301 Atwater Kent Laboratories
Affiliated Department or Office
BS Electrical Engineering Ghent University College 1988
MS Computer Science University of Ghent 1990
PhD Electrical Engineering UCLA 2004

My research interests are in hardware security related topics, a field that gained enormous traction over the past two decades. I work on challenges in cryptographic engineering, and on making systems secure and tamper resistant. My students have built numerous demonstrators which has driven my research in attacks and countermeasures against faults and side-channel analysis. In addition to research in tamper-resistant design, I also work on the conception, design and implementation of efficient realizations of secure hardware and software. 

I love teaching, too! I like to ponder how to explain complex topics clearly. I wrote a text book on a topic called "Practical Introduction to Hardware/Software Codesign". Recently, I also taught courses on Digital Signal Processing and ASIC Design. Computer engineering is an exciting topic with numerous challenges and, at the same time, big rewards. Students face an ever increasing stack of technologies to conquer, from transistors to software. I am excited about the project-based learning at WPI and I am honored to work with the undergraduate and graduate students on these challenging research problems.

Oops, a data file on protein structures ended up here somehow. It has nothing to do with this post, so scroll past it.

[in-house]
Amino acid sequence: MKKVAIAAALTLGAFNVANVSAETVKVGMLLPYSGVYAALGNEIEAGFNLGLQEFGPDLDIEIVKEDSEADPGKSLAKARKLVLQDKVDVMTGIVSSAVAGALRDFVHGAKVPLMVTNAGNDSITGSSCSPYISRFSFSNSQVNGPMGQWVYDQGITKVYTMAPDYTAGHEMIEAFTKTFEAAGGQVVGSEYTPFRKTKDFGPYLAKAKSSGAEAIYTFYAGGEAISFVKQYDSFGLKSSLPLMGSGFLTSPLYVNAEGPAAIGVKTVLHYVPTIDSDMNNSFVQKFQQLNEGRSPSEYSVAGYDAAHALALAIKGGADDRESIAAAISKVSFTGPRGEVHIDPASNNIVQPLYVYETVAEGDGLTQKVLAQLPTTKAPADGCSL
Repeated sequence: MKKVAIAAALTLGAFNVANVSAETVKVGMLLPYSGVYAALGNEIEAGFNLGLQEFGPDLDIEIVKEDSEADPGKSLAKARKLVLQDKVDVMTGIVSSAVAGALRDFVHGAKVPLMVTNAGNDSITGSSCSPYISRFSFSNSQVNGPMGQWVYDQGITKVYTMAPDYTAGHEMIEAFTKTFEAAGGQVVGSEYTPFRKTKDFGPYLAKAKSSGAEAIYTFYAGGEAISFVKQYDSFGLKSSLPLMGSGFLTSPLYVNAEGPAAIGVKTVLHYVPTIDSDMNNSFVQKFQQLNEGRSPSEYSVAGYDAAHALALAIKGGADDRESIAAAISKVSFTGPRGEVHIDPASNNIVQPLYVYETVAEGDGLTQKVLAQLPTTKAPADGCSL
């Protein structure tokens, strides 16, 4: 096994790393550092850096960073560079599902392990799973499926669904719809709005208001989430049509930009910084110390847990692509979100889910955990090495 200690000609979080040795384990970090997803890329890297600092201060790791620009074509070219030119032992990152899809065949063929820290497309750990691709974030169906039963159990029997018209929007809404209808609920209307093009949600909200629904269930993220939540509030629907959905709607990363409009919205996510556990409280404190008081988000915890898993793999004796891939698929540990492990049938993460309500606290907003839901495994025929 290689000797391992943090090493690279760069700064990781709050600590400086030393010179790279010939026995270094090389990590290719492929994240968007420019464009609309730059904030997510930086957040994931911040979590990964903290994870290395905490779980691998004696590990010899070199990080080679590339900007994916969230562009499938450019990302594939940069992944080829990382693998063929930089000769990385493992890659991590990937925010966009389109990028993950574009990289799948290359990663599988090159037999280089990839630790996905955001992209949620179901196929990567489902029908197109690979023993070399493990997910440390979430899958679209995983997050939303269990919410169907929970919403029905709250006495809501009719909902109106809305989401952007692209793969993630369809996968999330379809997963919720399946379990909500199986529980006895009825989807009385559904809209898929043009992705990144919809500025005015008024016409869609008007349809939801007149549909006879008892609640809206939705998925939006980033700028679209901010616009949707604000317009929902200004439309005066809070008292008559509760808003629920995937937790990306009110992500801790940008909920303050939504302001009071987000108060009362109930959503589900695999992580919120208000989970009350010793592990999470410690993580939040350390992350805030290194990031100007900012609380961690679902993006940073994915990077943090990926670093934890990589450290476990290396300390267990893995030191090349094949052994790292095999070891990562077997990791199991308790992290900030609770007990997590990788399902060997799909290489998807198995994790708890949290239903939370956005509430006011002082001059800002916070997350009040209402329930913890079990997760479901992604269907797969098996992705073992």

Scholarly Work

Professor Patrick Schaumont works on Hardware Security, Embedded Security, Embedded Systems and Hardware/Software Codesign


Picochip ASIC

Cryptographic Test chip


SEE MORE NEWS ABOUT Patrick Schaumont
Spectrum News 1
Cybersecurity expert says AT&T customers should stay vigilant after data breach

"What people can do is be proactive...if they are a potential identify theft victim, there are simple steps you can do to protect yourself." Patrick Schaumont, professor in the Department of Electrical & Computer Engineering, provided analysis regarding what consumers should be doing following AT&T's disclosure of a data breach.

Boston Globe
Mass. begins work on a tracing app, but will it matter?

Patrick Schaumont, professor of electrical and computer engineering, was included in The Boston Globe regarding a story about COVID-19 contact tracing apps. The story explores the larger picture of contact tracing apps being developed nationally. Reporter Hiawatha Bray wrote: “WPI said it’s developed a way to track location and time, while still concealing the identity of the infected person.”